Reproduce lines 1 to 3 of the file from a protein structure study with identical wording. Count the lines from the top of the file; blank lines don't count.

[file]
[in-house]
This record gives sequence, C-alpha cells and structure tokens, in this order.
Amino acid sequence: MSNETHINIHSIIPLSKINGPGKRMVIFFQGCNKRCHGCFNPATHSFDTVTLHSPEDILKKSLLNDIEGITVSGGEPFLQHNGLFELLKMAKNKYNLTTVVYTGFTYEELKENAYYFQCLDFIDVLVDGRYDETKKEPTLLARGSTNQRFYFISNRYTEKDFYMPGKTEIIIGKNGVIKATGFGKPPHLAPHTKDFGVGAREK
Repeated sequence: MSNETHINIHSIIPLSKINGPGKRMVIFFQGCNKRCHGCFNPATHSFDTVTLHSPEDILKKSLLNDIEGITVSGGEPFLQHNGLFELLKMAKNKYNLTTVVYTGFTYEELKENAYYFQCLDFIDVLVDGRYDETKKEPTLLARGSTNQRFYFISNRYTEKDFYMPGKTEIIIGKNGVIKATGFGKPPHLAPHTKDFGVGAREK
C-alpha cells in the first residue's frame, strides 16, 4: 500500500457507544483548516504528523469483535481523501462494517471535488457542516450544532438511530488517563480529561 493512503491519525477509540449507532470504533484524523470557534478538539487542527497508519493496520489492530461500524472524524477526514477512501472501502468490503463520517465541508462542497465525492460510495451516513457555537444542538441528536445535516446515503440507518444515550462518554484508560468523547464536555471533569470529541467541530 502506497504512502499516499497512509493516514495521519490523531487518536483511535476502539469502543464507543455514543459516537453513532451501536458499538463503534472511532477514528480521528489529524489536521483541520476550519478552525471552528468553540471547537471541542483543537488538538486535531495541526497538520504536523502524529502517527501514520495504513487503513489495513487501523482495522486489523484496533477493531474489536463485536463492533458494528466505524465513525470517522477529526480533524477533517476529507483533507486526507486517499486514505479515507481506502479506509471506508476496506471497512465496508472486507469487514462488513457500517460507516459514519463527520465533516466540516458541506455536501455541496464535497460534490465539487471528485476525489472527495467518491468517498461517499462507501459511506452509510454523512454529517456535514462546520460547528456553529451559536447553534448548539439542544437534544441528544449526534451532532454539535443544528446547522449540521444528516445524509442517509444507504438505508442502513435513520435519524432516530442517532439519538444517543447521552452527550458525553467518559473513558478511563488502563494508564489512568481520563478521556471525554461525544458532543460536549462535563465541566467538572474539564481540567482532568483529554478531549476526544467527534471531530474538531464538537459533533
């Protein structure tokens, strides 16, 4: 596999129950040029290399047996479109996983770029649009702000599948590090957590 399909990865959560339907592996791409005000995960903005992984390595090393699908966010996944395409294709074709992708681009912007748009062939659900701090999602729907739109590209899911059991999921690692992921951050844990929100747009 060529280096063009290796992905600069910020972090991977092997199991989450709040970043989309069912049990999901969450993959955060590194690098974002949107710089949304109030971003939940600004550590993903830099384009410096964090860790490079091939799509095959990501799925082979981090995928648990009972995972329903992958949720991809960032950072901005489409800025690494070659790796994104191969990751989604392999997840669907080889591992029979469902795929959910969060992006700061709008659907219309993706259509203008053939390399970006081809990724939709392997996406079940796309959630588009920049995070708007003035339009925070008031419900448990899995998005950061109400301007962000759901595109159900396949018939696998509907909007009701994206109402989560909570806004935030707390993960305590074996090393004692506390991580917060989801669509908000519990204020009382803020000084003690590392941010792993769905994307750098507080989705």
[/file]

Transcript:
[in-house]
This record gives sequence, C-alpha cells and structure tokens, in this order.
Amino acid sequence: MSNETHINIHSIIPLSKINGPGKRMVIFFQGCNKRCHGCFNPATHSFDTVTLHSPEDILKKSLLNDIEGITVSGGEPFLQHNGLFELLKMAKNKYNLTTVVYTGFTYEELKENAYYFQCLDFIDVLVDGRYDETKKEPTLLARGSTNQRFYFISNRYTEKDFYMPGKTEIIIGKNGVIKATGFGKPPHLAPHTKDFGVGAREK